Kobe holds the keys
by Steve Kerr, Yahoo Sports
February 17, 2004
Who didn't love seeing Beyonce crooning her way down from the Staples Center rafters, or Shaq dunking the ball and ending up in Ruben Studdard's lap (oh the humanity)?
And it was hard not to be impressed by Tracy McGrady dunking his own pass off the backboard (symbolic of his efforts in Orlando).
And talk about all style and no substance – did anyone witness the "game" the rookies and sophomores staged on Friday night? The defense was so bad even the Kansas City Chiefs were embarrassed.
But the "Entertainment Tonight"-style debauchery that NBA fans enjoyed over the weekend may end up being a mere appetizer for the juicy, sleazy entree that awaits us all: the stretch run for America's favorite dysfunctional team – the Los Angeles Lakers.
Kobe Bryant, who has a hard enough time coexisting with teammates, periodically flies off to Colorado to deal with his impending rape trail. Then he slices his finger in an accident while moving boxes at his home and misses two weeks. And with all of this going on, he openly talks of his desire to leave the Lakers this summer as a free agent.
Shaquille O'Neal spends most of training camp complaining about not receiving a contract extension (even though he has three years left on his current deal), then goes out and reinjures his calf, which causes his foot to start hurting.
Karl Malone, who had missed six games his entire 19-year career, hurts his knee on a fluke play. He still is on the injured list seven weeks later.
And Phil Jackson, the coach who deftly has managed this menagerie for the past four-plus years, gets word from management that contract negotiations for a new deal have been halted. When asked about the news, Kobe Bryant brusquely states, "I don't care."
Meanwhile, Gary Payton has become the voice of reason for this team. Talk about your irony of ironies.
The fact is: When the Lakers are healthy and playing together, they are the best team in the NBA. If they can have their players together for a good six weeks or so heading into the playoffs, they will be the favorites to win the title. If not, however, there are more than a few teams capable of making a run and capturing the Larry O'Brien Trophy.
Because of Tim Duncan, the San Antonio Spurs would be the favorite. But the Sacramento Kings, Minnesota Timberwolves and Dallas Mavericks all have the capability to win. And now it appears that the New Jersey Nets and Indiana Pacers do, too.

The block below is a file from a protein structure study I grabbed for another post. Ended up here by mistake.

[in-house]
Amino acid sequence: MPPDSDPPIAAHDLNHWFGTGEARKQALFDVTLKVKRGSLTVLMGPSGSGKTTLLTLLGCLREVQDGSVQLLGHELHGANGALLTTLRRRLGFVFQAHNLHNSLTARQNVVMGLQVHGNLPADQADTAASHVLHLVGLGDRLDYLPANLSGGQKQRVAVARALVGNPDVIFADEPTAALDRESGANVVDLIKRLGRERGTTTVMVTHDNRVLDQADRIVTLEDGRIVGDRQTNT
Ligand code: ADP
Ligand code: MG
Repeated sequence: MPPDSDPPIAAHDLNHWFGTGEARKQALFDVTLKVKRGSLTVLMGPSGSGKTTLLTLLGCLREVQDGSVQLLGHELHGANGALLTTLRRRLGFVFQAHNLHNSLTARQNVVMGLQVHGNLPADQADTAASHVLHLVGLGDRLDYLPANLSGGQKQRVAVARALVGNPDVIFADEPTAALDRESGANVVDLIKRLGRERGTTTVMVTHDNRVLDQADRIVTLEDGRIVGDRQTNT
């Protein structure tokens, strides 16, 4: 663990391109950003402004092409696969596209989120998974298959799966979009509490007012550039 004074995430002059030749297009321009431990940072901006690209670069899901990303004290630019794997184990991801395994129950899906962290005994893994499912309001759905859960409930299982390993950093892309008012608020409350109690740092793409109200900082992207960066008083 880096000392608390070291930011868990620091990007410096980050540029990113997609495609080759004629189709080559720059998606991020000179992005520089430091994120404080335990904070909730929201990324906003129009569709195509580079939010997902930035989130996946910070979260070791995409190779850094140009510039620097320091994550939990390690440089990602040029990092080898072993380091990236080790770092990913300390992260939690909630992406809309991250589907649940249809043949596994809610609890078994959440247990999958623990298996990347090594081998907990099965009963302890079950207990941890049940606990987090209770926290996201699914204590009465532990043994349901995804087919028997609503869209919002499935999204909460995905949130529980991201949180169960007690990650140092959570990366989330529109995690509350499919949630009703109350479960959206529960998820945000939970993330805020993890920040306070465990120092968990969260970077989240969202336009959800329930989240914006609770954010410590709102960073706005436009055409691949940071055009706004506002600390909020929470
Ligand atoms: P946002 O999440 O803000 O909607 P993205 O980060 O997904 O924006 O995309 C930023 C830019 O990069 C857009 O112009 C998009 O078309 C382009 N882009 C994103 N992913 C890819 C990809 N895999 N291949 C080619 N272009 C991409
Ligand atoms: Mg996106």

And questions abound. Will the Lakers get healthy? Can Kobe focus on playing rather than his legal troubles or his impending free agency? Can Shaq be his dominant self? Can he make free throws? And can Phil Jackson figure out a way to make it all work?
Having played for Jackson, I always give him the benefit of the doubt. He's a brilliant coach – a master at motivating players who tends to a team's issues and helps his squad peak at the right time.
Remember during Los Angeles' second title run under Jackson, Kobe and Shaq feuded so much during the regular season that nobody thought they could even communicate with each other, much less win a championship together. But by the playoffs the Lakers were unstoppable and won 15 out of 16 games en route to the title.
Jackson has a way of letting situations settle themselves by constantly keeping the lines of communication open with his team. He doesn't act like a dictator and tell his team what they should do. He tends to coerce his players into acting together for the common good. The manner in which he does it frequently angers some players – like Kobe – but it's always good for the team as a whole.
Assuming Karl Malone returns to health, the Lakers will win or lose the NBA title based on one man: Kobe Bryant. Jackson will have the team primed. Shaq will be ready to dominate down low. Payton and Malone already have demonstrated their willingness to put the team first. But it's up to Kobe to find a way to focus on doing what he needs to do to help the team win.
It would be easy to understand if his legal situation hurts his focus. But if his problems stem more from his shaky commitment to the team and his desire to leave the team this summer, it would be difficult to comprehend.
Kobe is a student of basketball history, and he should know that a player's legacy is ultimately judged by his number of championship rings. Whether people consider the Lakers to be Shaq's team or Kobe's team is inconsequential in the grand scheme of things. Winning is all that matters, and a player's chances at a championship can be precious and few.
The choice is Kobe's. He can submit himself to the team and possibly win another title, further cementing his place in NBA lore. Or he can turn the rest of the Lakers season into a continuation of All-Star weekend – a whole lot of flair, plenty of style, but no substance. And no championship.
Steve Kerr is Yahoo! Sports' NBA analyst. Send Steve a question or comment for potential use in a future column or webcast.
Updated on Tuesday, Feb 17, 2004 11:49 am, EST